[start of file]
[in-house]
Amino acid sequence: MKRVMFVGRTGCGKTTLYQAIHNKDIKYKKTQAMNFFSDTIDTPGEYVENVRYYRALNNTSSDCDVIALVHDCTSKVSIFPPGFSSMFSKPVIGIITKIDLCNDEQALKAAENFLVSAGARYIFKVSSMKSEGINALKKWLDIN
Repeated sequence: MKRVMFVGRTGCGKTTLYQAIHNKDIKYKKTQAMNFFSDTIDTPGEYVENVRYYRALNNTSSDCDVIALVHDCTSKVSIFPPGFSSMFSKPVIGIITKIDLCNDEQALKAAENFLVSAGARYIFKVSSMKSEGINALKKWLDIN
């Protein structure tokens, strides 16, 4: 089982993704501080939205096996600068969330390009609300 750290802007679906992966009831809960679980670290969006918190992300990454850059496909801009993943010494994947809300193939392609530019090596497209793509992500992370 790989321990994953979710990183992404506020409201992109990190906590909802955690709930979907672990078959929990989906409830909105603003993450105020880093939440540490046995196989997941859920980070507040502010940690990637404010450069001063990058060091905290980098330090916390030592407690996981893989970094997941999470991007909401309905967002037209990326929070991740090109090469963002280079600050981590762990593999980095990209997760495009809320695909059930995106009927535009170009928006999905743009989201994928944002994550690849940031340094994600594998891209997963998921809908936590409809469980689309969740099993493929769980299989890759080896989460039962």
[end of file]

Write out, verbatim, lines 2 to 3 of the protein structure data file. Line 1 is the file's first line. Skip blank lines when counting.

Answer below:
Amino acid sequence: MKRVMFVGRTGCGKTTLYQAIHNKDIKYKKTQAMNFFSDTIDTPGEYVENVRYYRALNNTSSDCDVIALVHDCTSKVSIFPPGFSSMFSKPVIGIITKIDLCNDEQALKAAENFLVSAGARYIFKVSSMKSEGINALKKWLDIN
Repeated sequence: MKRVMFVGRTGCGKTTLYQAIHNKDIKYKKTQAMNFFSDTIDTPGEYVENVRYYRALNNTSSDCDVIALVHDCTSKVSIFPPGFSSMFSKPVIGIITKIDLCNDEQALKAAENFLVSAGARYIFKVSSMKSEGINALKKWLDIN